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How Grammy Award-winning Producer Ian Brennan Tells The Story of Hardship Through Song

By: Olivia Gerling| Once We Had a Home Album | Image credit: Marilena Umuhoza Delli

Grammy award-winning music producer, Ian Brennan, doesn’t simply write music. In fact, his role is much deeper when it comes to cultivating songs and telling tales. Brennan is, rather, a narrator that shares the truths of the oppressed one note at a time.


His latest work, Once We Had a Home, tells the stories of Rohingya refugees through the use of unique points of view and instruments. However, the story does not stop or start with Brennan’s work. In fact, it began in 1982, when the Rohingya people were made stateless on the land they had lived on for thousands of years. They became unlisted as one of the Myanmar government’s national races and continue to be known as illegal immigrants today.  


“There’s such upheaval around the world that sometimes, major crises get lost,” Brennan said.


Even when this crisis first came about, Brennan said it was reported on rarely by most news outlets.


“These projects are last about us. We are facilitators and we really want the emphasis to be on the voices and on the people and their collective story.”


To create this album, Brennan traveled to the Rohingya refugee camp in southeast Bangladesh, where nearly one million people were housed. Immediately, he learned about the disproportionate treatment of women, who were often exploited for sex work due to food shortages. Still, the morale in the camp didn’t falter. As Brennan worked with various groups in the camp, without prompting of what the refugees should sing about, Brennan found that, without fail, group after group sang only about two topics – genocide and love songs.


Though his work with the Rohingya people is not Brennan’s first project, each album he creates has managed to teach him something new. Over the many years he has worked with cultures of varying backgrounds, Brennan has grown to understand the roots in which music comes from.

“I believe these are voices that are of the now, meaning to me that they are very cutting edge usually, but some people might dismiss them because it’s rural voices versus urban voices oftentimes,” he said of the music and voices created by the Rohingya people. “Yet the roots of almost all popular music are rural, so I think the denial of that – that narrative that has been cut out to a large degree – is a dangerous one.”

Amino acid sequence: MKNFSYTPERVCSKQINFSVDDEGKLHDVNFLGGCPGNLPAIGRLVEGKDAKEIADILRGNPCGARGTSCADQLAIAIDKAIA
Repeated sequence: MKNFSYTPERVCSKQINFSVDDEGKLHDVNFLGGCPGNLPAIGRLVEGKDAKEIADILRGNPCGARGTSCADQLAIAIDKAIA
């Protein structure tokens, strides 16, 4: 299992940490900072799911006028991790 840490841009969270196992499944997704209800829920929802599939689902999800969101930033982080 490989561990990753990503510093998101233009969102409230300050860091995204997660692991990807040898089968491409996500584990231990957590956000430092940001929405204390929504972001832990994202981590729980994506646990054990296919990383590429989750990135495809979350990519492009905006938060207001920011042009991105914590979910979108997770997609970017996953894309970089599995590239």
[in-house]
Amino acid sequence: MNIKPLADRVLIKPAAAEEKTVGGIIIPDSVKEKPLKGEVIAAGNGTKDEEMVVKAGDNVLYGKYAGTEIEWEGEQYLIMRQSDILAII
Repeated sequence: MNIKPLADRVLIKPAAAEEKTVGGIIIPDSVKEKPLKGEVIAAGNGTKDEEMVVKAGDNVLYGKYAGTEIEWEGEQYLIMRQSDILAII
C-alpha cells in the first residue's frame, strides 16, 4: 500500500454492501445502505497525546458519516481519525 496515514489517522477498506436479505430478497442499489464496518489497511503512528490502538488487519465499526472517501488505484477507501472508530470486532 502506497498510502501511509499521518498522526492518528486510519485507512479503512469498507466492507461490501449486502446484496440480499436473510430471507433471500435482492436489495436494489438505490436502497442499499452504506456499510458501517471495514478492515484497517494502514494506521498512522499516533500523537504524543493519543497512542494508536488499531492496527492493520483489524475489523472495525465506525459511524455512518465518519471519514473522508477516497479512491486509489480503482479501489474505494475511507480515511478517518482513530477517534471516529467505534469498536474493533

Brennan described one moment in which a vocalist shared the ordeal he’d faced being exiled from his land. In this moment, the singer’s voice suddenly broke and he began quivering. Soon the emotion radiated to his bandmates and others gathered. Brennan said that in this moment, he was overcome but turned away out of respect to the people. Brennan’s album not only gives the Rohingya people a voice, but also a platform to help others understand the hardships they have fought through.

Image credit: Marilena Umuhoza Delli

He believes that, at its highest calling, music can be social work. Brennan has visited a variety of countries to provide representation to those who need it the most – people of Rwanda, Malawi, South Sudan, Cambodia, and more. Though his projects have resulted in awards, such as winning a Grammy, his ultimate ideals involve using sounds of the people to share untold stories of the voiceless. View our exclusive interview with the award winning producer below.

Ian Brennan Interview| Once We Had a Home

Grammy Award-winning Music producer Ian Brennan with Journalist Olivia Gerling


Produced by Ian Brennan| Executive producer: Marilena Umuhoza Delli | Photos & video: Marilena Umuhoza Delli

Once We Had a Home | Music Selections are listed below.

1. My Body Aches for Home….Mohammad A., 35

2. The Soldiers Burned Our Mosque (They Stole Our Souls)...Shona M., 47

3. We Are Stuck in the Camps….Sirajul, 52 Sample: []

4. Why Did You Leave Me, My Love?….Mohammad A., 35

5. Let’s Go Fight the Burmese (They Raped Our Women)...Mohammad R., 55

6. She Comes to Me in Dreams….Mohamad Y., 35

7. I Am Falling in Love (She Looks Beautiful in Black)….Showkat A., 51

8. I Want to Marry, Amira, From the Camp (If I Cannot, I’ll Hang Myself)….Mohammad T., 38

9. My Family Prays for Us to Come Home (Here We Have No Life At All)…..Abdul H., 32


It is clear Brennan’s ultimate goal is not to make money for himself, but to help the people who most deserve to be heard. For those who want to provide monetary support for initiatives to the Rohingya people, use Human Rights Watch to donate here.

Learn more at:

Ian Brennan
Image: Marilena Umuhoza Delli

Ian Brennan's Latest Book

Brennan's latest book is titled Missing Music: Voices from Where the Dirt Roads End which aligns with his quest to provide musical platforms for underrepresented nations and populations around the world. The book is available on Amazon, Google Books, and

For more information on Ian Brennan and violence prevention, follow him below at:



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